What is AS?

Ankylosing Spondylitis (also called axial spondyloarthritis) is a form of inflammatory arthritis mainly affecting the spine, hips, shoulders, neck and ribcage, although other areas can also be affected (for example, the heel, knee or jaw). AS is caused by a malfunction of the immune system, causing it to attack cells in the body which it isn't meant to.

It results in pain and stiffness in these joints, ranging from mild (a sore, aching feeling) to severe (extreme pain and immobility), fluctuates in intensity in unpredictable ways, and can 'flare-up' seemly for no reason for extended periods of time.

The National Ankylosing Spondylitis Society (a UK charity) provide much more detail on their website, as do Arthritis Research UK. I will not repeat that content here but encourage you to find out more from these organisations.

Living with AS

AS can be challenging to live with for many reasons:

  • unpredictability - constantly shifting patterns of intensity and flare-ups can make things difficult to plan for, and making time commitments stressful and worrying
  • isolation - it can be difficult to socialise and commit to evenings for fear of getting stiff and sore, particularly if you find that symptoms often worsen in the evenings
  • invisibility - even when in moderate or severe pain and stiffness, a person who has AS can seem quite normal from the outside and give no outward sign of discomfort, because they have 'gotten used to' being in pain and being stiff over many years, and don't want to constantly tell people that they are in pain. This can make AS feel invisible to others and lead to further isolation
  • indescribable - it can be very difficult to describe the painful and aching sensations involved in AS, and the extent and speed to which it can come and go seemingly at random. This can make it difficult to explain how you are feeling to friends, family and colleagues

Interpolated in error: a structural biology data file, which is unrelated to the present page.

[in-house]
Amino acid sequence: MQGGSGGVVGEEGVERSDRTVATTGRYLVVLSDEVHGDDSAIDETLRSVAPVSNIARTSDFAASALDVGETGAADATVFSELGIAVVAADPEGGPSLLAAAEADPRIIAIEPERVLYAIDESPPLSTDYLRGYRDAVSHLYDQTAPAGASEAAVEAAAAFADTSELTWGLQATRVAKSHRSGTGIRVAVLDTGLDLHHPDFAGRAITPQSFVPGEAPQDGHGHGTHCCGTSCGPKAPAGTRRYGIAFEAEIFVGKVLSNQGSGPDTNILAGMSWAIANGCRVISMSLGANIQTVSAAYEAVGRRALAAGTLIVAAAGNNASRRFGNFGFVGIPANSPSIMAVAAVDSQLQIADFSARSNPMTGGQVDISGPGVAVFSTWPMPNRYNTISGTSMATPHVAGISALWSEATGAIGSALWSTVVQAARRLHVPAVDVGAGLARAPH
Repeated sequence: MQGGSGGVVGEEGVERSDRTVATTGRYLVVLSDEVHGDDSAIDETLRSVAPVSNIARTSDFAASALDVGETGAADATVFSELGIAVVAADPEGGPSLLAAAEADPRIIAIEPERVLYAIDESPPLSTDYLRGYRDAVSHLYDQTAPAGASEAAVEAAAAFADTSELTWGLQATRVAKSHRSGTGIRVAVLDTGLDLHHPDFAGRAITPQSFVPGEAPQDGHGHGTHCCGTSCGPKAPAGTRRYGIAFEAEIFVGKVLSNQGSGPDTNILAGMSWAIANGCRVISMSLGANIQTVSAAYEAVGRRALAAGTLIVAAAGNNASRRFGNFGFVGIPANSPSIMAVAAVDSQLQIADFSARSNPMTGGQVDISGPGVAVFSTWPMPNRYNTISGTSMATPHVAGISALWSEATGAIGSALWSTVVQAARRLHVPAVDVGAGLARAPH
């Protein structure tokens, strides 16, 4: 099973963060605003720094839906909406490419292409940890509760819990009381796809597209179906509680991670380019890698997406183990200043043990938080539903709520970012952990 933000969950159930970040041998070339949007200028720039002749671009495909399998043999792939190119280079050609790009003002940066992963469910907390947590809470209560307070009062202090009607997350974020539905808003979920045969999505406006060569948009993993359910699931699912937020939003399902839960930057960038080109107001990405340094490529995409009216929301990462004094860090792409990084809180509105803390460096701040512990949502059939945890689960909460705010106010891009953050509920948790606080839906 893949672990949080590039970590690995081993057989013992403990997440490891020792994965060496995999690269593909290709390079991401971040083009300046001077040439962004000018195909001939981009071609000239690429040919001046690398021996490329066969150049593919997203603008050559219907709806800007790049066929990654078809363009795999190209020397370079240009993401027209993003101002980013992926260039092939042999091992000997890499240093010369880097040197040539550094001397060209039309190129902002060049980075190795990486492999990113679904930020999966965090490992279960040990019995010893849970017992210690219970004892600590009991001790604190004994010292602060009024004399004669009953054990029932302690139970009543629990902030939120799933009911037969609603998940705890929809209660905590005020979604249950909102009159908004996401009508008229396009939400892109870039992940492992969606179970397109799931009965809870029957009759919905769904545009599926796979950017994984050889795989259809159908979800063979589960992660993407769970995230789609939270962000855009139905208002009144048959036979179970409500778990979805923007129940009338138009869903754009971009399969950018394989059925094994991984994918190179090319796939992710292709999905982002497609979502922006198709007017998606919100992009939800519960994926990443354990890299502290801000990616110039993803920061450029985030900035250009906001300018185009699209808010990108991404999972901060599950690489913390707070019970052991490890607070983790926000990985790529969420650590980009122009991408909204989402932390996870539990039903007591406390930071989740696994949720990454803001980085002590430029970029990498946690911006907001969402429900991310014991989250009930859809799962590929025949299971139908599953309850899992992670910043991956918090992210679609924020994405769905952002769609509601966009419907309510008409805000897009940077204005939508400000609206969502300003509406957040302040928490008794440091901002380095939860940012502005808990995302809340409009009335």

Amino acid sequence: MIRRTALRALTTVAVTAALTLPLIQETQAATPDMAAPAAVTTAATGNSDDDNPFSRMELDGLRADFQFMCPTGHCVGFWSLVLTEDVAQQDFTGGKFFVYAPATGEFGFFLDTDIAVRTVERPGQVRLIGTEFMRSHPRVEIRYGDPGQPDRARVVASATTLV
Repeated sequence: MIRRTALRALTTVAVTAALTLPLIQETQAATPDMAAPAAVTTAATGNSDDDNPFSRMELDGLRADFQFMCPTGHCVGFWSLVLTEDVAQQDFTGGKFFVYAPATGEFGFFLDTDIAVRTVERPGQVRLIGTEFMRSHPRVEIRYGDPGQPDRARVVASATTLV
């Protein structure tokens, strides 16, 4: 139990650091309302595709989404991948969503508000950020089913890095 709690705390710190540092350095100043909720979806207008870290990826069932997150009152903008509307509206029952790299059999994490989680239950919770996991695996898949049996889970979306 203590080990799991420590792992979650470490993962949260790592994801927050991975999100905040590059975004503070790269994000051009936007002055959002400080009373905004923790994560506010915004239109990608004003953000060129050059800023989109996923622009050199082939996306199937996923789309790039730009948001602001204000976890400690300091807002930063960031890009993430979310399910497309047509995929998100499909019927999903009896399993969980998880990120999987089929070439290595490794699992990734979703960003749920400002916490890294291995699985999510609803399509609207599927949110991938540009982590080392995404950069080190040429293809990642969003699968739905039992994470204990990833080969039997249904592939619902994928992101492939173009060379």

• fatigue - an underestimated symptom of AS which can have a significant impact on people with AS, often described as equally or more significant than the pain itself. There are many causes of fatigue in AS which can combine, leading to a deep mental and physical exhaustion, including:
    • putting up with continual pain and stiffness can seem endless and draining, leading to frustration and depression
    • increased levels of cytokines are produced due to the continual inflammatory response in AS. Cytokines cause the same drowsiness and fatigue felt when going through a viral illnesses such as flu and colds
    • painkillers are often used to control pain in AS, which usually cause drowsiness
    • stress and anxiety caused by having AS and being uncertain of the future
    • sleep disruption caused by discomfort at night
    • diet can be affected if you find it hard to prepare and cook fresh meals